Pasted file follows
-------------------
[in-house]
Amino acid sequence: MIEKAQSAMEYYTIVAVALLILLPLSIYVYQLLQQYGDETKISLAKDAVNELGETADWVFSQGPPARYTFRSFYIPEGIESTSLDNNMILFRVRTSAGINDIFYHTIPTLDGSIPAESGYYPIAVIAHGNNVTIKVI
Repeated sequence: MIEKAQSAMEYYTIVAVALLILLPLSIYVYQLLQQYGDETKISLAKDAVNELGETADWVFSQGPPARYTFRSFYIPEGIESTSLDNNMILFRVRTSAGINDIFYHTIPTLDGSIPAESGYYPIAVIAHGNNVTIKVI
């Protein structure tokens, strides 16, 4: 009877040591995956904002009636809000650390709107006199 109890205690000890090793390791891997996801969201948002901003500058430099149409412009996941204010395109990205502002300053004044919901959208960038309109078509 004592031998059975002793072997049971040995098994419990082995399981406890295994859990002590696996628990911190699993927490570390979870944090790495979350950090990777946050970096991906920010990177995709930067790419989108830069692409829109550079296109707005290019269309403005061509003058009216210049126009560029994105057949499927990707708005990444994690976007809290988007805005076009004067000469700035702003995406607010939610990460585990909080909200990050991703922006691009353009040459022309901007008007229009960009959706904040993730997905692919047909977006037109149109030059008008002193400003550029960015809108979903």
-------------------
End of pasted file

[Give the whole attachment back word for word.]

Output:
[in-house]
Amino acid sequence: MIEKAQSAMEYYTIVAVALLILLPLSIYVYQLLQQYGDETKISLAKDAVNELGETADWVFSQGPPARYTFRSFYIPEGIESTSLDNNMILFRVRTSAGINDIFYHTIPTLDGSIPAESGYYPIAVIAHGNNVTIKVI
Repeated sequence: MIEKAQSAMEYYTIVAVALLILLPLSIYVYQLLQQYGDETKISLAKDAVNELGETADWVFSQGPPARYTFRSFYIPEGIESTSLDNNMILFRVRTSAGINDIFYHTIPTLDGSIPAESGYYPIAVIAHGNNVTIKVI
């Protein structure tokens, strides 16, 4: 009877040591995956904002009636809000650390709107006199 109890205690000890090793390791891997996801969201948002901003500058430099149409412009996941204010395109990205502002300053004044919901959208960038309109078509 004592031998059975002793072997049971040995098994419990082995399981406890295994859990002590696996628990911190699993927490570390979870944090790495979350950090990777946050970096991906920010990177995709930067790419989108830069692409829109550079296109707005290019269309403005061509003058009216210049126009560029994105057949499927990707708005990444994690976007809290988007805005076009004067000469700035702003995406607010939610990460585990909080909200990050991703922006691009353009040459022309901007008007229009960009959706904040993730997905692919047909977006037109149109030059008008002193400003550029960015809108979903």